Research Collaboration to Evaluate Novel Adjuvants to Enhance Pandemic Flu Vaccines

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Two global health non-profit organizations headquartered in Seattle, Washington, the Infectious Disease Research Institute (IDRI) and PATH, have entered into a research collaboration agreement to evaluate novel adjuvants for their ability to enhance the immune response of pandemic influenza vaccines in development.

The collaboration supports the goal of PATH's influenza vaccine project to advance the development of promising new influenza vaccines focusing on novel technologies that can be accessible, affordable, and available to people in low-resource countries in a global outbreak. IDRI, a non-profit biotechnology organization, has developed numerous emulsion adjuvants for use with various antigens for the production of vaccines.

Influenza vaccines, against both seasonal and pandemic influenza viruses, are especially needed in developing countries where current influenza vaccines may be unavailable or unaffordable, especially in the quantities needed during a pandemic outbreak. "Adjuvants, or immunostimulants, could be used to increase the worldwide supply of influenza vaccines, and may be crucial to provide the necessary doses in the event of a pandemic," says IDRI's founder and head of research and development Dr. Steve Reed.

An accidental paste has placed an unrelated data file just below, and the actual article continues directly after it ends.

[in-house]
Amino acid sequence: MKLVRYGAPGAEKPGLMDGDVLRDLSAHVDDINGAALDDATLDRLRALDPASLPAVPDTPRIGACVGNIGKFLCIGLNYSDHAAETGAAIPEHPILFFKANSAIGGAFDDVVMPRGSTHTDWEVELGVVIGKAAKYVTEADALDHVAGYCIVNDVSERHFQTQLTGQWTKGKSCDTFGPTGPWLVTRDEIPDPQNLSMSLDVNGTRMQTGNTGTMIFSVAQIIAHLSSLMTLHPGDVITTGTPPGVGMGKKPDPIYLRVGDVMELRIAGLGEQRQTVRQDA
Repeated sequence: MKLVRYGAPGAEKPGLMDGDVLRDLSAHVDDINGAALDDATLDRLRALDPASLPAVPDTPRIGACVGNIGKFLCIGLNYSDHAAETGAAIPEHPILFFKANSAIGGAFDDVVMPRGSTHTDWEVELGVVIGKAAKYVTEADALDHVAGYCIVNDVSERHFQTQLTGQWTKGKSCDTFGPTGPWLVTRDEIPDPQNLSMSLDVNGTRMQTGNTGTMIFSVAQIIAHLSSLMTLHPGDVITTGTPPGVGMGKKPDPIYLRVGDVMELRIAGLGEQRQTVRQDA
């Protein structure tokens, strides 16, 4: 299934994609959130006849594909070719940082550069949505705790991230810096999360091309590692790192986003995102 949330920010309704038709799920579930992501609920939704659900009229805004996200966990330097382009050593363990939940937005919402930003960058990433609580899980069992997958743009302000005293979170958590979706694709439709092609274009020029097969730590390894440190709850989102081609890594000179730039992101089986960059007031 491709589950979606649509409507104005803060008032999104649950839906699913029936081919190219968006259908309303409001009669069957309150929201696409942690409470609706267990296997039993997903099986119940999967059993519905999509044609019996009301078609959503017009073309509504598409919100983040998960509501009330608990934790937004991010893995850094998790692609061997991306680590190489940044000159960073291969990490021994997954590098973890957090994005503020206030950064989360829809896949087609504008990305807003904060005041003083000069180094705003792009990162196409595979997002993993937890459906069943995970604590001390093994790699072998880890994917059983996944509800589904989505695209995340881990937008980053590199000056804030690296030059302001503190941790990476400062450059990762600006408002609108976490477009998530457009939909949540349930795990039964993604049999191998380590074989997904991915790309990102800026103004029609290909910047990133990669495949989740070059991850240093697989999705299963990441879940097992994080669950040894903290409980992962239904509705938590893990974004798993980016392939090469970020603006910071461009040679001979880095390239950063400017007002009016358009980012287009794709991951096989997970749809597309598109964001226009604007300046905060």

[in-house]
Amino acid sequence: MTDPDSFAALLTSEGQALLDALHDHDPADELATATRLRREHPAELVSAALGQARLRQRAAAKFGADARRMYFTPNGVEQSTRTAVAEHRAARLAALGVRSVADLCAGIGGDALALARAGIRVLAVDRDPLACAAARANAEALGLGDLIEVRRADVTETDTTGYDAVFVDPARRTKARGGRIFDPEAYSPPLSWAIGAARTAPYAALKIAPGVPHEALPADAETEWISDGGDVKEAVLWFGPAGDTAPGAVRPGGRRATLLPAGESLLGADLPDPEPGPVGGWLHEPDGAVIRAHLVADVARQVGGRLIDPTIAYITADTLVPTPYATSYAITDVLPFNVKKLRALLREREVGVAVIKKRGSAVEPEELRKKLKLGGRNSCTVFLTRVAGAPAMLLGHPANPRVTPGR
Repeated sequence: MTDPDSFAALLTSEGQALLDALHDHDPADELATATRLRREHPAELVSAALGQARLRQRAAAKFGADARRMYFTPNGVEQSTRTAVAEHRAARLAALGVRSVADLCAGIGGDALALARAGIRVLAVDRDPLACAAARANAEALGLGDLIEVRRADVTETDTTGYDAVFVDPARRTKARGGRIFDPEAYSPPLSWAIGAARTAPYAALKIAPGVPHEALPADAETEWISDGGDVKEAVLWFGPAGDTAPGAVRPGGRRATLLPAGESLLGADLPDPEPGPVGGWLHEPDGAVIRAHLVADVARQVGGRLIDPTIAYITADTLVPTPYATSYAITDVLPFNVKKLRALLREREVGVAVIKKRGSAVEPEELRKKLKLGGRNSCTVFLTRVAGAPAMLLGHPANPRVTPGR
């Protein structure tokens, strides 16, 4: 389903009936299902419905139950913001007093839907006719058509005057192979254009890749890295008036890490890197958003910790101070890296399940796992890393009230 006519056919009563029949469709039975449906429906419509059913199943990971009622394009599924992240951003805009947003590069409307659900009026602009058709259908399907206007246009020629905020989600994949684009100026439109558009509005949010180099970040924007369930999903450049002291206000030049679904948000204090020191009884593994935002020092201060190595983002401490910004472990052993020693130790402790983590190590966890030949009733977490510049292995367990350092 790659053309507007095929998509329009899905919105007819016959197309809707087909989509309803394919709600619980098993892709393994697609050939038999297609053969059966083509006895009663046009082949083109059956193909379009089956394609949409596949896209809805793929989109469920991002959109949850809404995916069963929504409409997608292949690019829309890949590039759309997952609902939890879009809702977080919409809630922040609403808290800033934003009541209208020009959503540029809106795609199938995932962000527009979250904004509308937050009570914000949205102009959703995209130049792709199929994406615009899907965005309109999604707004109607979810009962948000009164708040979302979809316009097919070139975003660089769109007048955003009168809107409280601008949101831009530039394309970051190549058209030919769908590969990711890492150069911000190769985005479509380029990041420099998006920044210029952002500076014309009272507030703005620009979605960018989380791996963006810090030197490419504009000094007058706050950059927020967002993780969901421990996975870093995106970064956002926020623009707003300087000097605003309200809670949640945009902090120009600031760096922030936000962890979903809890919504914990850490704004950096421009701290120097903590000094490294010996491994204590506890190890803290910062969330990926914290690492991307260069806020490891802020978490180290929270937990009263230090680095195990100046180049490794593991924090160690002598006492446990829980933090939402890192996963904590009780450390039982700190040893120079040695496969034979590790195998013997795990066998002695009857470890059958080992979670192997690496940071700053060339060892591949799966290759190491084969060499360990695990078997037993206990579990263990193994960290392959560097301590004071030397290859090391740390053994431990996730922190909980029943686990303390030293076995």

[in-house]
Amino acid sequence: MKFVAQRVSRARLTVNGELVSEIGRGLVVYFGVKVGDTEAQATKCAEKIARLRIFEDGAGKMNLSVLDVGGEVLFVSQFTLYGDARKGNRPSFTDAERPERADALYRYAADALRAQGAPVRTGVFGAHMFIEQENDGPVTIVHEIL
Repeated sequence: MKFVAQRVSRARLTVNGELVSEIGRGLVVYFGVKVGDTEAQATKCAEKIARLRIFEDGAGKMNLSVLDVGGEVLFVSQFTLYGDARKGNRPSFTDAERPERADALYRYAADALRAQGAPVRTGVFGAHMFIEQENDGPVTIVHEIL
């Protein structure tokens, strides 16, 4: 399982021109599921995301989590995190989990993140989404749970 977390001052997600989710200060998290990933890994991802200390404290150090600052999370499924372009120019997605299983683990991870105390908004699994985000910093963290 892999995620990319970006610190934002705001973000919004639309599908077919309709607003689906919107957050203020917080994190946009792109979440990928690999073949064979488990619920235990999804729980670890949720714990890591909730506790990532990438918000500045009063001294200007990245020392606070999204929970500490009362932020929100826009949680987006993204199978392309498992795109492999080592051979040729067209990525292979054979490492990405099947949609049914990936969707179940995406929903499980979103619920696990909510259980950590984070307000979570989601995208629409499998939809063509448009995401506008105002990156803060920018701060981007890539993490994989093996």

Under the agreement, PATH will sponsor research at IDRI to evaluate different emulsions that may work as effective adjuvants in influenza vaccines for pandemic use. IDRI will provide its proprietary emulsion formulations, and PATH, through its collaborators, will provide IDRI with vaccine candidates for evaluation with various formulations. IDRI will then conduct the studies to identify leading vaccine-adjuvant candidates. 

"We are delighted to be partnering with IDRI in this effort to identify new, affordable ways of increasing the supply of influenza vaccines in a pandemic," says Dr. Kathleen Neuzil, director of PATH's influenza vaccine project. "The collaboration is an important step toward enhancing the cost-effectiveness of influenza vaccines and expanding their availability to low-resource countries that would not otherwise be able to access them."

 

 

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